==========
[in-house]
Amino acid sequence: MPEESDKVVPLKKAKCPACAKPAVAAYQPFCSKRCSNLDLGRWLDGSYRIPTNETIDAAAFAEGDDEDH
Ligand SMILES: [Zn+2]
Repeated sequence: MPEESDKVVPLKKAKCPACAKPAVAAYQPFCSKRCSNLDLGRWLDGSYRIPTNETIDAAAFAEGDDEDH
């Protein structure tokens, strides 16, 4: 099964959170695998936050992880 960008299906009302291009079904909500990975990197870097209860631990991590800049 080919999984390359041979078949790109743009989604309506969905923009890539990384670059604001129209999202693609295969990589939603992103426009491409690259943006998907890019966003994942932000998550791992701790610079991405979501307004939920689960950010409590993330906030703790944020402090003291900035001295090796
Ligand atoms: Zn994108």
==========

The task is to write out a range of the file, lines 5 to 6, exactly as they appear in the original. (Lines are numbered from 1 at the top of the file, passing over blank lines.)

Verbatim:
């Protein structure tokens, strides 16, 4: 099964959170695998936050992880 960008299906009302291009079904909500990975990197870097209860631990991590800049 080919999984390359041979078949790109743009989604309506969905923009890539990384670059604001129209999202693609295969990589939603992103426009491409690259943006998907890019966003994942932000998550791992701790610079991405979501307004939920689960950010409590993330906030703790944020402090003291900035001295090796
Ligand atoms: Zn994108």